Taking a Break

Here’s why my blog posting has been sporadic lately

Thought I’d hop on here after taking yesterday off. If you follow me regularly, you’ve noticed that my #HistoryMonday & #CurrentEventFriday posts are more sporadic lately. I wanted to try and explain that phenomenon and share some reflections I’ve had lately.

No doubt, your social media feeds are filled with new information about Covid-19 and protests about race in addition to the usual distractions. My feed is no different, and as I skim through the feeds my brain is overwhelmed by opinions from all sides and I’m about to have a breakdown. What’s particularly frustrating is that I’m getting upset at posts from friends and other personalities on both sides of the political spectrum. I believe that Black lives have not always mattered and that we have work to do on race relations, but some of the ideas are ridiculous. I also believe that law enforcement is a challenging profession, but reform needs to happen to add accountability for malfeasance and/or bias with certain individuals. As far as the Coronavirus, I’m getting frustrated that the WHO, CDC, and other medical experts are seemingly taking a stab in the dark every other week on how the virus behaves—masks are necessary for healthcare workers, everybody should wear them, only symptomatic folks should wear them. Besides that, lockdowns didn’t happen soon enough, they were necessary, they were harmful, or protests might be safe as the virus is sleeping. Particularly galling is that funerals with hundreds of people for slain black folk are okay but not for your grandmother because…reasons.

While I might normally agree or ‘like’ posts from friends, family, or other posters on posts that may have political undertones, I’m trying to maintain more radio silence and avoid reacting or commenting publicly. I may add a quip on Twitter since it doesn’t affect my vocation as negatively as if I posted on Facebook. This isn’t to say that I don’t have internal comments and reactions, I just don’t share them publicly. Plus, there’s enough arguing and commenting from everybody else that my voice would get lost.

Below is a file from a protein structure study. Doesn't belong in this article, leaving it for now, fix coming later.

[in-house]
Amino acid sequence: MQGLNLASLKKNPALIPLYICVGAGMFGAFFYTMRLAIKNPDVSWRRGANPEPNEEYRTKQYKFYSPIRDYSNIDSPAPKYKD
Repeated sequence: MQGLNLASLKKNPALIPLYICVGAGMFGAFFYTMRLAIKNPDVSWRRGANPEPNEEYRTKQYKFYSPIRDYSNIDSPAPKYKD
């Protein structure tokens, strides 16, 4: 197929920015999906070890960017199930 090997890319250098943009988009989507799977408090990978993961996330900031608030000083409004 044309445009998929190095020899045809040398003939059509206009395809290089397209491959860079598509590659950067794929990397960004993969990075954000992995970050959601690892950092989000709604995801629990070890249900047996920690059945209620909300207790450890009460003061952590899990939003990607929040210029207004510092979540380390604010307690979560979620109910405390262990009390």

Many times, I’ll fast Facebook during Lent, and that’s healthy for the 40 days I’m off the site. I probably should fast other social media during that time too. With the hatefulness and insanity on social media, I’m about ready for 2nd Lent so I could get off social media for a while. Even public pages for businesses and organizations have quite a few hateful and terrible comments. As I read comments on a post from NASCAR recently, the racist and mean comments about how a young boy sang the National Anthem were shocking and infuriating.  Unfortunately, since I’m not fasting social media and I see all the crap on it, my brain isn’t in the mood to process writing about history, social issues, and current events. Besides, there’s enough history (or is it histrionics?) and current events going on in your feed, that you can get your fix from others besides myself.

Luckily, my creative side is not as affected by the social media outrage and I can still do my Poetry Wednesday posts. I may also try to put together some travel guides for the next few weeks since that’s generally a positive post and if you’re like me, going on vacation sounds great right about now. Hopefully, social media and the outrage culture that’s dominating the news cycle right now will calm down or my brain gets a reset from vacation that my usual posting for Mondays and Fridays will be back soon. Stay tuned!

Is your brain struggling to function lately?

Current Event Friday #102

Problems in Georgia that aren’t related to their re-opening

Another week is in the books, and that means another edition of #CurrentEventFriday. Normally, I try to stay above the fray, but an event making the rounds the last couple of days is worth discussing regardless of my aversion to controversy.